• Novgorod rejected my alliance, but I remained on good terms with them and joined their trade league after the Hansa kicked me out. I try to ignore Russia and remain on good terms with Novgorod and Muscovy


    Whew! 1st chapter is down! Any comments on the style? Hopefully I wasn't too dry. Up next: the turbulent reign of Walter “The Stalwart”
    Last edited by arosenberger14; 10-08-2011 at 20:03.

  3. #3
    Captain GulMacet's Avatar
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    Since you are far richer now, perhaps it is time to pounce on some smaller Russian statelets and vassalize/convert them?

  4. #4
    Second Lieutenant arosenberger14's Avatar
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    -GulMacet: nope, that wasn't really feasible. The only one I could reach was Pskov, and they were allied/guaranteed by all my neighbors. My focus was mostly on the West and eating the smaller but richer HRE states... but that lead to much unpleasantness with the Emperor

  5. #5
    Second Lieutenant arosenberger14's Avatar
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    The Iron Cross Triumphant




    Walter “The Stalwart” Dec 1404 - Jan 1416


    The Teutonic Conquest of Riga (contd.)

    After the untimely death of Konrad, the Generalkapitel hastily convened to elect a new Hochmeister. While Ulrich was viewed as the heir apparent, his absence at the siege of Lubeck allowed the Generalkapitel to elect Walter I Hochmeister instead. Although a disciple of Konrad and strong proponent of his plans for the Order, the Generalkapitel believed that Walter’s considerable diplomatic skill and coolheaded nature would better serve to navigate the Order through the tense situation with the Emperor. Ulrich was upset that he had been sidelined, but was in no position to complain as Walter was a personal friend of his and Konrad’s.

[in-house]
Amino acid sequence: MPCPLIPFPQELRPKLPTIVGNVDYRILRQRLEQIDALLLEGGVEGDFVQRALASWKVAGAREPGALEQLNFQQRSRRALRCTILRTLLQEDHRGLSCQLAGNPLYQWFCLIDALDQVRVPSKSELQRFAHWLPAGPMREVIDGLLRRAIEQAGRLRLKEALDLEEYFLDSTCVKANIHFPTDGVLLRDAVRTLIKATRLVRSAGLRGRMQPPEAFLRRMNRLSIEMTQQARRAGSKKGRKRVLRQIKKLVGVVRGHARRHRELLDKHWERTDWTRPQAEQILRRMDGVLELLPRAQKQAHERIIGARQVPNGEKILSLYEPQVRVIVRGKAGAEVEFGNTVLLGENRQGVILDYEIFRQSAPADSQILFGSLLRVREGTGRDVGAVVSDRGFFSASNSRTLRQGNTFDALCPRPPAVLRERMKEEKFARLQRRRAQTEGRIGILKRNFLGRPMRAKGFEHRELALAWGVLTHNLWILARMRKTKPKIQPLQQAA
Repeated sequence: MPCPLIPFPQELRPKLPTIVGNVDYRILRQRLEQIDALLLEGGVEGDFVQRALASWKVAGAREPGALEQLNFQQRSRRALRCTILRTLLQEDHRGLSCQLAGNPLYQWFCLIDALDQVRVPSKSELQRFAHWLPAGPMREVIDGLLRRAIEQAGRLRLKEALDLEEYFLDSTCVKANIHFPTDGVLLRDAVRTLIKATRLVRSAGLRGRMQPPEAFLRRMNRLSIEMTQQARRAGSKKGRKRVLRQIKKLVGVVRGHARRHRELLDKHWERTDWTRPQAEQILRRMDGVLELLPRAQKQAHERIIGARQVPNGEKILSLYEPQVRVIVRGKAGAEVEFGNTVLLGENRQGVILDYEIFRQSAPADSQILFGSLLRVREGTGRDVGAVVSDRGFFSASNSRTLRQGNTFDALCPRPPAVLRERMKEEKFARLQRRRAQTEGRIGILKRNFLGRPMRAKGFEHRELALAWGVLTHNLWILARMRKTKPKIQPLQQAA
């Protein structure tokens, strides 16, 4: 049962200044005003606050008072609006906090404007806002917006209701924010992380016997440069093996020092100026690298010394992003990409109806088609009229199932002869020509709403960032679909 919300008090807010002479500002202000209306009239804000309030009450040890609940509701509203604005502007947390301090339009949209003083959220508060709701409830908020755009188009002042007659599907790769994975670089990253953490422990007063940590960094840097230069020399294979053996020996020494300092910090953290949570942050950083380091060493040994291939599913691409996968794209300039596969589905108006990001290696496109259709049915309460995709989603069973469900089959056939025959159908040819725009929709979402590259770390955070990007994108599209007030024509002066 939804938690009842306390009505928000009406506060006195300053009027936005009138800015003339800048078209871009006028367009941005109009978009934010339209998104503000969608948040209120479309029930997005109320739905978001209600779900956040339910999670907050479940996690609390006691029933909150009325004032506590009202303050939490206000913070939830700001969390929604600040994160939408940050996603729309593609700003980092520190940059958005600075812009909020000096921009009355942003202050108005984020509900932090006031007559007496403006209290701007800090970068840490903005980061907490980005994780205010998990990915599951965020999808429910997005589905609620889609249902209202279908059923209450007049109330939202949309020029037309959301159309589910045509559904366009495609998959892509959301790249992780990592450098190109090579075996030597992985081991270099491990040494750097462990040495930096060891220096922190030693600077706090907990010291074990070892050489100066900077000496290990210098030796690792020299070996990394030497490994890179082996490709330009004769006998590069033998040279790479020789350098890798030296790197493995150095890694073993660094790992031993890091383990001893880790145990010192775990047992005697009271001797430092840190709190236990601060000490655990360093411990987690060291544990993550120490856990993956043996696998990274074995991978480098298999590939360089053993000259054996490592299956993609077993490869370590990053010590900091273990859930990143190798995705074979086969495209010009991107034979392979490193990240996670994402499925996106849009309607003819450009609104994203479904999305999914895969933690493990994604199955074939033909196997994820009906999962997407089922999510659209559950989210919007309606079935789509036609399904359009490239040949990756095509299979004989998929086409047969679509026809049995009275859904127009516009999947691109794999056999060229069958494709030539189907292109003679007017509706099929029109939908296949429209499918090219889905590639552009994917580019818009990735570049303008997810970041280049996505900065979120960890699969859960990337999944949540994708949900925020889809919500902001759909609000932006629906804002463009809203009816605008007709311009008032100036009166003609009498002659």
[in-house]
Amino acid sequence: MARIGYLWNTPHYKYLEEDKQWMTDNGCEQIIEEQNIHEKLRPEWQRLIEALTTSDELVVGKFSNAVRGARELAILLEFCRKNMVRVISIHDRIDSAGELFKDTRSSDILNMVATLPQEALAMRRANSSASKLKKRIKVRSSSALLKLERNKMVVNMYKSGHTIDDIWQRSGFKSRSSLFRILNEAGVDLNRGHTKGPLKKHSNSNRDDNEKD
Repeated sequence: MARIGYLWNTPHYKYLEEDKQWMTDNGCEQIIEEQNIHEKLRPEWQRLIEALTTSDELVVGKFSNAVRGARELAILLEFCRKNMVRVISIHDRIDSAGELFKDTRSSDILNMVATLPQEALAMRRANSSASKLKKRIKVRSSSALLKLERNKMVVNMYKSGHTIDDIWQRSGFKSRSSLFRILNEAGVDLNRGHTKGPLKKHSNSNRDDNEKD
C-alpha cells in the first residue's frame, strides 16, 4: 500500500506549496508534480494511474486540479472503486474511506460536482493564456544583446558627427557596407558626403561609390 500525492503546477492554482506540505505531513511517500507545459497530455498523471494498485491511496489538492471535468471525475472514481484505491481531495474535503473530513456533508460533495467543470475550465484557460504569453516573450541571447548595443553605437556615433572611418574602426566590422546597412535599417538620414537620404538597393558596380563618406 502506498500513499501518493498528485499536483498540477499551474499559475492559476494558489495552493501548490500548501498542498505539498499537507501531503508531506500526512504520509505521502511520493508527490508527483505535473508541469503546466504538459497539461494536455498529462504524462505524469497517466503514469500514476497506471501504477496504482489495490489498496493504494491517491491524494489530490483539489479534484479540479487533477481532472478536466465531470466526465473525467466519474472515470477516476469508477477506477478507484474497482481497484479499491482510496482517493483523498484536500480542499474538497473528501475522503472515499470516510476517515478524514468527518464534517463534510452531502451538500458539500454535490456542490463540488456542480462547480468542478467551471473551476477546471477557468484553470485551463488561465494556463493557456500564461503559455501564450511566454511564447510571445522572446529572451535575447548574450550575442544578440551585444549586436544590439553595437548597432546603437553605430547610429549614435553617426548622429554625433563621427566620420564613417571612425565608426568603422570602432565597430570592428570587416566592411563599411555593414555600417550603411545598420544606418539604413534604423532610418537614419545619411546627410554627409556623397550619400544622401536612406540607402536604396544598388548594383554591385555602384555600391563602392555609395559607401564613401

Lubeck finally fell in the spring of 1405, and when Luneburg relinquished a large sum of gold for peace he felt that it was time to bring the war to a close. Although the Hansa stubbornly refused to be vassalized under the Order, Walter forced them to cede Bremen (as the resting place of Konrad) and a large sum of gold bringing the war to a close.

    The Order’s first war was a success, albeit a limited one. Riga and Bremen had been acquired, but the Hansa remained independent and the Order had been humiliated by the Emperor thanks to the incompetence of Austria. This lead to mutual bitterness between the two nations, the Order viewing the Austrians with contempt for throwing away their armies, and the Austrians feeling that the Order had offered them as a sacrifice to appease Bohemia. The territorial gains and the tribute from the minor German states did much for the finances and manpower of the Order, and Bremen in particular would be an important staging ground for further invasions of Germany.